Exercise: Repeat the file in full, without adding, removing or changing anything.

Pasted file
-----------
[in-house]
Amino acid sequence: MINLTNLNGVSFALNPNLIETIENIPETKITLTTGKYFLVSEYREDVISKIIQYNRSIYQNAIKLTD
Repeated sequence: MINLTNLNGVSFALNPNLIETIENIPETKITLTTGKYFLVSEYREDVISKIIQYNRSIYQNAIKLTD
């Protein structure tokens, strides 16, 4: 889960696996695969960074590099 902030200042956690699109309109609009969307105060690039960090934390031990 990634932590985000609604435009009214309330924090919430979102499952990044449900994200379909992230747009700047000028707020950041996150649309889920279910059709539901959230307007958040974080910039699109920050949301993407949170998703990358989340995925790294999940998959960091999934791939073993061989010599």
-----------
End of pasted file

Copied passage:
[in-house]
Amino acid sequence: MINLTNLNGVSFALNPNLIETIENIPETKITLTTGKYFLVSEYREDVISKIIQYNRSIYQNAIKLTD
Repeated sequence: MINLTNLNGVSFALNPNLIETIENIPETKITLTTGKYFLVSEYREDVISKIIQYNRSIYQNAIKLTD
């Protein structure tokens, strides 16, 4: 889960696996695969960074590099 902030200042956690699109309109609009969307105060690039960090934390031990 990634932590985000609604435009009214309330924090919430979102499952990044449900994200379909992230747009700047000028707020950041996150649309889920279910059709539901959230307007958040974080910039699109920050949301993407949170998703990358989340995925790294999940998959960091999934791939073993061989010599």